As for the novella project (totally non-Yamada), I have two more major scenes to write after working backward to tackle some structural issues. This too could be a series. I don’t know that, either.

 

Almost There

The project is approaching conclusion. It’s not there yet, but I feel it’s past its crisis point and will be completed to the first draft stage soon. Which is not really completed, of course. Lots to do after that before it’s done and available, but now I feel confident it’ll get there.

I was beginning to wonder. Right now I’m projecting the final length to be about 35k, decent novella size. I’ve written complete novels in just under three months, and I’ve been working on this one for over six. It shouldn’t have taken this long. Only it did, and my fussing about it now won’t change anything.

When searching for a little perspective, I remind myself that my very first novel (which, fortunately, will never see the light of day) took five years to write. The extra time did not make for a better book, but I learned a lot. The second was better, both for quality and time. I forget who said that no writing is ever wasted. I”m sure that’s true, because it’s the process that teaches you, not the final result. That’s just the grade.

 

Gordian Not

Writing is always work, but sometimes it’s fun too. Or maybe that’s not the right word. Carousels are fun. Conventions are/can be fun. Writing is something beyond that. I feel relieved after a good writing day. Pleased. Justified, as if I’ve earned my oxygen for the day. I even feel that after a not so good writing day, because at least I tried.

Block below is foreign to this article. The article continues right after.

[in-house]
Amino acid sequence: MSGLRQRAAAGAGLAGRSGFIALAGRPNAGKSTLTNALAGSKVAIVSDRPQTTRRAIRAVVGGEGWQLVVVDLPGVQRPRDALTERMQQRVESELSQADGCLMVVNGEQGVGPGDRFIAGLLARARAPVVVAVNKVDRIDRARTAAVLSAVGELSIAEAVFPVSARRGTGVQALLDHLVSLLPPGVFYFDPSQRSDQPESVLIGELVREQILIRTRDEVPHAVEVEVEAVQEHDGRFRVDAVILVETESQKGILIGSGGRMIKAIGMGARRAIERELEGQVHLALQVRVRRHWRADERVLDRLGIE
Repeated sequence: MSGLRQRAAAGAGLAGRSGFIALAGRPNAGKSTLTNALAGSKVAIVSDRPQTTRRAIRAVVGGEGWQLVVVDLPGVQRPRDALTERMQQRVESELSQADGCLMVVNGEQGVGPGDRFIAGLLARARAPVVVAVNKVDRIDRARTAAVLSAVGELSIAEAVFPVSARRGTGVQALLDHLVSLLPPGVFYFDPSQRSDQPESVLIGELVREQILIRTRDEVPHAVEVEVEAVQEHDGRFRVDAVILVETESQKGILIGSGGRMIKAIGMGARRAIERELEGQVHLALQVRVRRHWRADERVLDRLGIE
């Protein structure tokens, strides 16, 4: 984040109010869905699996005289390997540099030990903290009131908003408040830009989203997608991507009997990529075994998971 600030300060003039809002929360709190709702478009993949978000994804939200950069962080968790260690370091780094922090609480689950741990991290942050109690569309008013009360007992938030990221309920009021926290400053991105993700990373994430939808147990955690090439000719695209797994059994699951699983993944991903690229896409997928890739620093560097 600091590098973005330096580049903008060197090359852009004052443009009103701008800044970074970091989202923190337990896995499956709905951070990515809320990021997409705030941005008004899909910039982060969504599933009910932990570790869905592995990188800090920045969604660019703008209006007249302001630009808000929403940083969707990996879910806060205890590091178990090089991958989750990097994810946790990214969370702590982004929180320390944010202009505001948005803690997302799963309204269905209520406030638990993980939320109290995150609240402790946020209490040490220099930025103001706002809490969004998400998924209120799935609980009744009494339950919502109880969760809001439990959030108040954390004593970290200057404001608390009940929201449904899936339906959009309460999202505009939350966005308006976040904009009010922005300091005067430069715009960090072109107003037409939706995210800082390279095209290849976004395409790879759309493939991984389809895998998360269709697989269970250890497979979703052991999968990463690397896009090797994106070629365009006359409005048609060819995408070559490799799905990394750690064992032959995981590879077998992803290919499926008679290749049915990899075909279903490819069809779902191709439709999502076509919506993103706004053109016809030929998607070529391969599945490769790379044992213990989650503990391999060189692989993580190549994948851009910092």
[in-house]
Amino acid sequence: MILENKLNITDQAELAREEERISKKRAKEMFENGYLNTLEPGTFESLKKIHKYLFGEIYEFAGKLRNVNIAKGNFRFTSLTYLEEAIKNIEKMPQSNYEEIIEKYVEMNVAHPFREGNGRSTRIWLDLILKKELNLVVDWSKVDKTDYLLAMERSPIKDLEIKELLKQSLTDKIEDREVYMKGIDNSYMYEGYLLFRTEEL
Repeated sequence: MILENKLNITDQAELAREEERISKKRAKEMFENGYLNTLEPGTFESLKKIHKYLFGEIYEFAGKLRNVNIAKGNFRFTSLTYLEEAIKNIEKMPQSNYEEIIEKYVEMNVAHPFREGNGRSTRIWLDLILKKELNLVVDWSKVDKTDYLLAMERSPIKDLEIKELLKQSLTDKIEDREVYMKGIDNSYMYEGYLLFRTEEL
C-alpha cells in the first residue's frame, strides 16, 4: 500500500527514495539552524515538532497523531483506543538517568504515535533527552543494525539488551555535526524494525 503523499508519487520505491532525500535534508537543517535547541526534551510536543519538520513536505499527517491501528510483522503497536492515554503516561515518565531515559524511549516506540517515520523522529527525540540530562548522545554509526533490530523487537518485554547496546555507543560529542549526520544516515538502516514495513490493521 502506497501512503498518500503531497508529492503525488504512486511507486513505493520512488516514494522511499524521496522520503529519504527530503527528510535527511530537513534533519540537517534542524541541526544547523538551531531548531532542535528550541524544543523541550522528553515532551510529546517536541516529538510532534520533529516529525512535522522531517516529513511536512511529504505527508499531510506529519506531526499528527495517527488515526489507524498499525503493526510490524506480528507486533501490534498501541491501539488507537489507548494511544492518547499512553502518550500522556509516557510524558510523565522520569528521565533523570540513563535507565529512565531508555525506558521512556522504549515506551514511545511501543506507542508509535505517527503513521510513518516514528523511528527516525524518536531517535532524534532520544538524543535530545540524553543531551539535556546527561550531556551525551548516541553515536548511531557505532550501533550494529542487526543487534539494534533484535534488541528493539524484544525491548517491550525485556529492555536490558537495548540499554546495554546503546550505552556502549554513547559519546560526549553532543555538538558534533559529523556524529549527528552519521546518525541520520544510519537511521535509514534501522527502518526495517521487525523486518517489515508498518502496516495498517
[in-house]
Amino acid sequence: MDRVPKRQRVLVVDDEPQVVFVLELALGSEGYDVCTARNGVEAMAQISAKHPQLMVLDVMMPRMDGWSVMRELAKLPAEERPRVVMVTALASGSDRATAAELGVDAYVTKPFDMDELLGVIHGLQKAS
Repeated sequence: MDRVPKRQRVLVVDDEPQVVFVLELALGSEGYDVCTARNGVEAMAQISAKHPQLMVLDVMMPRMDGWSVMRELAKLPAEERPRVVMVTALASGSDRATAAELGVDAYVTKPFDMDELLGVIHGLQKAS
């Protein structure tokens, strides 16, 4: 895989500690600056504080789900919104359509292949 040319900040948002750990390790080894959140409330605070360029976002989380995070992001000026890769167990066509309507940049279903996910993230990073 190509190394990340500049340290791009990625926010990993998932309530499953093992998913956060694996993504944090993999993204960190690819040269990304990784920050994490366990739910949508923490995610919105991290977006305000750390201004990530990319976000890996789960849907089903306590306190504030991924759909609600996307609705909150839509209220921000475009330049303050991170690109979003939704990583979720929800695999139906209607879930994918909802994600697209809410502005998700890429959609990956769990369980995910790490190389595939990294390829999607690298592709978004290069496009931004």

Then there are days like I’ve had lately. What I’ve taking to call the “Gordian Not” days. Slight pun, since it’s not quite a Gordian Knot. Knots are easy by comparison. If you can’t untie one, you can always cut it, and a pair of scissors will work if no swords are handy. This is different. This is a Gordian Not. As in, you are NOT proceeding with this story until you solve this problem.

It’s no secret that some scenes are easier to write than others. There’s no shame in saving a difficult scene for another day when you’re feeling stronger. If you know what comes next, just write the next part and come back to the passage that, for whatever reason—drama or unpleasantness or whatnot—you just aren’t up for now. Gordian Nots are different. Gordian Not passages are worse than difficult. They are crucial. You literally do not know what comes next until you know how this one stubborn scene is resolved. Everything depends on it.

And you, scrivener, do not yet have its measure, and there’s no guarantee that you ever will.

Gordian Nots can kill stories in their cradles, and novels in the nursery, and have. I still have stories I can’t sort out…yet. I think most writers do.

For example, I have been hung up on the current project, a (mere?) novella. I have written novels in less time than this novella has taken, all because of a Gordian Not. Which, thank the patron saint and all the ancestors, I finally unraveled last night. I think I’ll be able to finish the story now. Finally.

As long as I don’t run into another Gordian Not.